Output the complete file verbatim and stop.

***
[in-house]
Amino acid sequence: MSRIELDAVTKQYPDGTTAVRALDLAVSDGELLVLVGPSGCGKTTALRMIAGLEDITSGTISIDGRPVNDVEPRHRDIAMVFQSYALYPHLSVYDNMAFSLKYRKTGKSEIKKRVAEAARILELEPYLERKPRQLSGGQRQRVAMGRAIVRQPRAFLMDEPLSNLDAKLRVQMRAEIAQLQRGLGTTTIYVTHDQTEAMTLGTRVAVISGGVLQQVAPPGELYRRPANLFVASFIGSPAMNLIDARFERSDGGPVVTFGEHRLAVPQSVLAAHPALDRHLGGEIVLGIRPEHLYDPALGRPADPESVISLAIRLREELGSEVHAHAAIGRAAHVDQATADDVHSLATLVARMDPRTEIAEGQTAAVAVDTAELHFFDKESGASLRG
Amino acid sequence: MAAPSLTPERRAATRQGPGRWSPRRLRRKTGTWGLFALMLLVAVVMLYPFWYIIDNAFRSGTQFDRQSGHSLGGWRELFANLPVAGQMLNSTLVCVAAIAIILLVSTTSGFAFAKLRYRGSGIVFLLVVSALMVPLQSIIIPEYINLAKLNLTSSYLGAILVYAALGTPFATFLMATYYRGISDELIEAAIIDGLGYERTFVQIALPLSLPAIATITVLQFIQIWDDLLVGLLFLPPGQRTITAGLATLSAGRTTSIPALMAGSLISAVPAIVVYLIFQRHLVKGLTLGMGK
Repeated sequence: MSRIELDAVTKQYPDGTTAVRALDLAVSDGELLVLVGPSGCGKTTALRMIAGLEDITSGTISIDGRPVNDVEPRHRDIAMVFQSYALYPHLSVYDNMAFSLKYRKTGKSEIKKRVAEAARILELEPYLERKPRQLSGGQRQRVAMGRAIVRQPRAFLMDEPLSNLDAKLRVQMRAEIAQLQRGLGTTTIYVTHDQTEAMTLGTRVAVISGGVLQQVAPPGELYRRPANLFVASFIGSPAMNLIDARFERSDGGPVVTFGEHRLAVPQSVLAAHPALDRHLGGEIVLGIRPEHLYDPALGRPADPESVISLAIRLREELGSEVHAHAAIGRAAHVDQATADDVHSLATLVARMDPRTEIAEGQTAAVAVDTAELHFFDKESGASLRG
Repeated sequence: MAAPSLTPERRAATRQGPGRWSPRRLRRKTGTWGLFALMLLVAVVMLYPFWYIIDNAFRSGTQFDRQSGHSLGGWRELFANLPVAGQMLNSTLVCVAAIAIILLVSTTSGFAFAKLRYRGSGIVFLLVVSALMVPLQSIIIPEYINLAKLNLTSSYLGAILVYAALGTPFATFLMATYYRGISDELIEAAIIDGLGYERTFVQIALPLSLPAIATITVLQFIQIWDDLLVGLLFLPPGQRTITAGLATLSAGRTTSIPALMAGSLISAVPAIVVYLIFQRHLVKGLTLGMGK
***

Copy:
[in-house]
Amino acid sequence: MSRIELDAVTKQYPDGTTAVRALDLAVSDGELLVLVGPSGCGKTTALRMIAGLEDITSGTISIDGRPVNDVEPRHRDIAMVFQSYALYPHLSVYDNMAFSLKYRKTGKSEIKKRVAEAARILELEPYLERKPRQLSGGQRQRVAMGRAIVRQPRAFLMDEPLSNLDAKLRVQMRAEIAQLQRGLGTTTIYVTHDQTEAMTLGTRVAVISGGVLQQVAPPGELYRRPANLFVASFIGSPAMNLIDARFERSDGGPVVTFGEHRLAVPQSVLAAHPALDRHLGGEIVLGIRPEHLYDPALGRPADPESVISLAIRLREELGSEVHAHAAIGRAAHVDQATADDVHSLATLVARMDPRTEIAEGQTAAVAVDTAELHFFDKESGASLRG
Amino acid sequence: MAAPSLTPERRAATRQGPGRWSPRRLRRKTGTWGLFALMLLVAVVMLYPFWYIIDNAFRSGTQFDRQSGHSLGGWRELFANLPVAGQMLNSTLVCVAAIAIILLVSTTSGFAFAKLRYRGSGIVFLLVVSALMVPLQSIIIPEYINLAKLNLTSSYLGAILVYAALGTPFATFLMATYYRGISDELIEAAIIDGLGYERTFVQIALPLSLPAIATITVLQFIQIWDDLLVGLLFLPPGQRTITAGLATLSAGRTTSIPALMAGSLISAVPAIVVYLIFQRHLVKGLTLGMGK
Repeated sequence: MSRIELDAVTKQYPDGTTAVRALDLAVSDGELLVLVGPSGCGKTTALRMIAGLEDITSGTISIDGRPVNDVEPRHRDIAMVFQSYALYPHLSVYDNMAFSLKYRKTGKSEIKKRVAEAARILELEPYLERKPRQLSGGQRQRVAMGRAIVRQPRAFLMDEPLSNLDAKLRVQMRAEIAQLQRGLGTTTIYVTHDQTEAMTLGTRVAVISGGVLQQVAPPGELYRRPANLFVASFIGSPAMNLIDARFERSDGGPVVTFGEHRLAVPQSVLAAHPALDRHLGGEIVLGIRPEHLYDPALGRPADPESVISLAIRLREELGSEVHAHAAIGRAAHVDQATADDVHSLATLVARMDPRTEIAEGQTAAVAVDTAELHFFDKESGASLRG
Repeated sequence: MAAPSLTPERRAATRQGPGRWSPRRLRRKTGTWGLFALMLLVAVVMLYPFWYIIDNAFRSGTQFDRQSGHSLGGWRELFANLPVAGQMLNSTLVCVAAIAIILLVSTTSGFAFAKLRYRGSGIVFLLVVSALMVPLQSIIIPEYINLAKLNLTSSYLGAILVYAALGTPFATFLMATYYRGISDELIEAAIIDGLGYERTFVQIALPLSLPAIATITVLQFIQIWDDLLVGLLFLPPGQRTITAGLATLSAGRTTSIPALMAGSLISAVPAIVVYLIFQRHLVKGLTLGMGK